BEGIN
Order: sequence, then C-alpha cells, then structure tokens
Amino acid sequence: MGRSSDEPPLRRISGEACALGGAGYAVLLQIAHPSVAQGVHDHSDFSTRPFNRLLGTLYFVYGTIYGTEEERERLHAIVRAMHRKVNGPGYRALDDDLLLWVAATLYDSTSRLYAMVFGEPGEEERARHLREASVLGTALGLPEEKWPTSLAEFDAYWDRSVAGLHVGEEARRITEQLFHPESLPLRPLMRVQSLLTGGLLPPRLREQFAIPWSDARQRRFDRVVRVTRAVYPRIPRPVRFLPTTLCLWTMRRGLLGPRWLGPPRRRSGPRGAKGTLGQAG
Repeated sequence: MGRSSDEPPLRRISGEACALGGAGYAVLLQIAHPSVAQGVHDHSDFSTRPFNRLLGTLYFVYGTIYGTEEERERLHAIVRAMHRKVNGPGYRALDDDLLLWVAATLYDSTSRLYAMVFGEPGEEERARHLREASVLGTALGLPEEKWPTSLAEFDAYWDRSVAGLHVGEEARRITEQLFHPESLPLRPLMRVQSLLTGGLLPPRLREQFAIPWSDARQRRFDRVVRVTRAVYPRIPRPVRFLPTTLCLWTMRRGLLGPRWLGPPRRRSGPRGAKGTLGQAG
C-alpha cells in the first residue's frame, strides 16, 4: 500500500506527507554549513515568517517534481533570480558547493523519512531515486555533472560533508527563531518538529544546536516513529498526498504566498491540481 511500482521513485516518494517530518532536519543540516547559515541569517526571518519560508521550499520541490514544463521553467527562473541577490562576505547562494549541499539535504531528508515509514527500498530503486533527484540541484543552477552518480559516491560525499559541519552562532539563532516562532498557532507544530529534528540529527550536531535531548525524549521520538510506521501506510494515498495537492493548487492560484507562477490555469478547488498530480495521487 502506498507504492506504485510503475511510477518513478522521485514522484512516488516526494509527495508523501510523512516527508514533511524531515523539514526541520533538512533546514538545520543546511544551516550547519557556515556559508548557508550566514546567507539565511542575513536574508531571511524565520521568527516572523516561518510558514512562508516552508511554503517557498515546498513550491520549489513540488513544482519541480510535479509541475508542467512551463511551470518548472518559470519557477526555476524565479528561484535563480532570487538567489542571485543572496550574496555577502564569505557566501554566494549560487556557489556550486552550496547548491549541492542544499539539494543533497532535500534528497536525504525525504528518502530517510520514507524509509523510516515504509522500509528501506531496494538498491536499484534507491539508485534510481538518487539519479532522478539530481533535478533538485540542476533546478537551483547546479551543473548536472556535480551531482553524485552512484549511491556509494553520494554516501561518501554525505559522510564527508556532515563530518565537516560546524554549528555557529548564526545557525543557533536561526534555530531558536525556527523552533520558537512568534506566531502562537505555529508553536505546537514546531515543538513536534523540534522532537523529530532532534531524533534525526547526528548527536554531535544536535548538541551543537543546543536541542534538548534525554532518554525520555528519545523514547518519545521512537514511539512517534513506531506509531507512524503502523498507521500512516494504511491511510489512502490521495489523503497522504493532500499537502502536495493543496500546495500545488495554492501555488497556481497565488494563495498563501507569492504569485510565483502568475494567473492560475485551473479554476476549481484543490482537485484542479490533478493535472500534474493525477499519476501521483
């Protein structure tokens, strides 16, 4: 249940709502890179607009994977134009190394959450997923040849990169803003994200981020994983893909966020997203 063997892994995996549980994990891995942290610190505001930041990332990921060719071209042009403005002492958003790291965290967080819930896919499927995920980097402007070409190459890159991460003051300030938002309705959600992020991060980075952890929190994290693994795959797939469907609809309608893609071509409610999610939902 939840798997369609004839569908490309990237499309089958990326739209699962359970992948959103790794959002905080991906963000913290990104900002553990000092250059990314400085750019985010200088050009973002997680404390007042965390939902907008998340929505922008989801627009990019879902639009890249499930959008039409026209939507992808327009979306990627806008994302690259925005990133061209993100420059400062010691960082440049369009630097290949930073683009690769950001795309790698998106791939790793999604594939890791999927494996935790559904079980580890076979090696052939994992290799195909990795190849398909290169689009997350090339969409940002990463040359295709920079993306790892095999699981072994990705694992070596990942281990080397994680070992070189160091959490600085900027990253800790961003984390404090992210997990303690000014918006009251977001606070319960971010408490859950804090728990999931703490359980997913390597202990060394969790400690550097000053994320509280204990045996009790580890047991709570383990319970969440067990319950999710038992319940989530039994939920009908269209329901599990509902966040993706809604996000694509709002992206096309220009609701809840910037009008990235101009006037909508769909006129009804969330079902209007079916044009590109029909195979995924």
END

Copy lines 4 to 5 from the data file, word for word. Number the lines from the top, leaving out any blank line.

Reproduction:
C-alpha cells in the first residue's frame, strides 16, 4: 500500500506527507554549513515568517517534481533570480558547493523519512531515486555533472560533508527563531518538529544546536516513529498526498504566498491540481 511500482521513485516518494517530518532536519543540516547559515541569517526571518519560508521550499520541490514544463521553467527562473541577490562576505547562494549541499539535504531528508515509514527500498530503486533527484540541484543552477552518480559516491560525499559541519552562532539563532516562532498557532507544530529534528540529527550536531535531548525524549521520538510506521501506510494515498495537492493548487492560484507562477490555469478547488498530480495521487 502506498507504492506504485510503475511510477518513478522521485514522484512516488516526494509527495508523501510523512516527508514533511524531515523539514526541520533538512533546514538545520543546511544551516550547519557556515556559508548557508550566514546567507539565511542575513536574508531571511524565520521568527516572523516561518510558514512562508516552508511554503517557498515546498513550491520549489513540488513544482519541480510535479509541475508542467512551463511551470518548472518559470519557477526555476524565479528561484535563480532570487538567489542571485543572496550574496555577502564569505557566501554566494549560487556557489556550486552550496547548491549541492542544499539539494543533497532535500534528497536525504525525504528518502530517510520514507524509509523510516515504509522500509528501506531496494538498491536499484534507491539508485534510481538518487539519479532522478539530481533535478533538485540542476533546478537551483547546479551543473548536472556535480551531482553524485552512484549511491556509494553520494554516501561518501554525505559522510564527508556532515563530518565537516560546524554549528555557529548564526545557525543557533536561526534555530531558536525556527523552533520558537512568534506566531502562537505555529508553536505546537514546531515543538513536534523540534522532537523529530532532534531524533534525526547526528548527536554531535544536535548538541551543537543546543536541542534538548534525554532518554525520555528519545523514547518519545521512537514511539512517534513506531506509531507512524503502523498507521500512516494504511491511510489512502490521495489523503497522504493532500499537502502536495493543496500546495500545488495554492501555488497556481497565488494563495498563501507569492504569485510565483502568475494567473492560475485551473479554476476549481484543490482537485484542479490533478493535472500534474493525477499519476501521483
């Protein structure tokens, strides 16, 4: 249940709502890179607009994977134009190394959450997923040849990169803003994200981020994983893909966020997203 063997892994995996549980994990891995942290610190505001930041990332990921060719071209042009403005002492958003790291965290967080819930896919499927995920980097402007070409190459890159991460003051300030938002309705959600992020991060980075952890929190994290693994795959797939469907609809309608893609071509409610999610939902 939840798997369609004839569908490309990237499309089958990326739209699962359970992948959103790794959002905080991906963000913290990104900002553990000092250059990314400085750019985010200088050009973002997680404390007042965390939902907008998340929505922008989801627009990019879902639009890249499930959008039409026209939507992808327009979306990627806008994302690259925005990133061209993100420059400062010691960082440049369009630097290949930073683009690769950001795309790698998106791939790793999604594939890791999927494996935790559904079980580890076979090696052939994992290799195909990795190849398909290169689009997350090339969409940002990463040359295709920079993306790892095999699981072994990705694992070596990942281990080397994680070992070189160091959490600085900027990253800790961003984390404090992210997990303690000014918006009251977001606070319960971010408490859950804090728990999931703490359980997913390597202990060394969790400690550097000053994320509280204990045996009790580890047991709570383990319970969440067990319950999710038992319940989530039994939920009908269209329901599990509902966040993706809604996000694509709002992206096309220009609701809840910037009008990235101009006037909508769909006129009804969330079902209007079916044009590109029909195979995924």